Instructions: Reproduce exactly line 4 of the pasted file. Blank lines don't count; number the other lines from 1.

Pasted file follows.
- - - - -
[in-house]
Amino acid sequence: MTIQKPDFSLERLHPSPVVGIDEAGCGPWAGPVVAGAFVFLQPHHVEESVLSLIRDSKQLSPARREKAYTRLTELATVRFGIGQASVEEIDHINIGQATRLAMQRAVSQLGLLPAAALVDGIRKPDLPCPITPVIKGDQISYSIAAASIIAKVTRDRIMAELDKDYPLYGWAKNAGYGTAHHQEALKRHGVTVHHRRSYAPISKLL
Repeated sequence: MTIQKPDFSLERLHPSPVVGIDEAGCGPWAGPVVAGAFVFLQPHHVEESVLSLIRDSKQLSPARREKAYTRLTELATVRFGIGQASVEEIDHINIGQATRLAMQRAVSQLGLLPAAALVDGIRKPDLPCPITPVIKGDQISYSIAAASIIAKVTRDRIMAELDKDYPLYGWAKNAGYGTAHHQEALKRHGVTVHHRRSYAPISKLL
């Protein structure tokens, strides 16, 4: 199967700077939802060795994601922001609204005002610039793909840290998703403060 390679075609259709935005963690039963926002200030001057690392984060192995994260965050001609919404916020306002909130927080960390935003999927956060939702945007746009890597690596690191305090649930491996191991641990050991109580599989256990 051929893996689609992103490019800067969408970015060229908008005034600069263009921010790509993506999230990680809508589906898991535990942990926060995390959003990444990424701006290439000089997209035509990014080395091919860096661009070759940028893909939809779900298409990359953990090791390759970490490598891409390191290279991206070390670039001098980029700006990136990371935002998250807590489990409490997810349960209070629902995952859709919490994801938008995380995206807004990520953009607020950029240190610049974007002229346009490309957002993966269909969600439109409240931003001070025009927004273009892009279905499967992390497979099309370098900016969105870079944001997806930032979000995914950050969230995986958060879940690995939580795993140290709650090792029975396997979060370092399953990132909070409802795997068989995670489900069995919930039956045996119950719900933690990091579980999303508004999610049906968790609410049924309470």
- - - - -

């Protein structure tokens, strides 16, 4: 199967700077939802060795994601922001609204005002610039793909840290998703403060 390679075609259709935005963690039963926002200030001057690392984060192995994260965050001609919404916020306002909130927080960390935003999927956060939702945007746009890597690596690191305090649930491996191991641990050991109580599989256990 051929893996689609992103490019800067969408970015060229908008005034600069263009921010790509993506999230990680809508589906898991535990942990926060995390959003990444990424701006290439000089997209035509990014080395091919860096661009070759940028893909939809779900298409990359953990090791390759970490490598891409390191290279991206070390670039001098980029700006990136990371935002998250807590489990409490997810349960209070629902995952859709919490994801938008995380995206807004990520953009607020950029240190610049974007002229346009490309957002993966269909969600439109409240931003001070025009927004273009892009279905499967992390497979099309370098900016969105870079944001997806930032979000995914950050969230995986958060879940690995939580795993140290709650090792029975396997979060370092399953990132909070409802795997068989995670489900069995919930039956045996119950719900933690990091579980999303508004999610049906968790609410049924309470």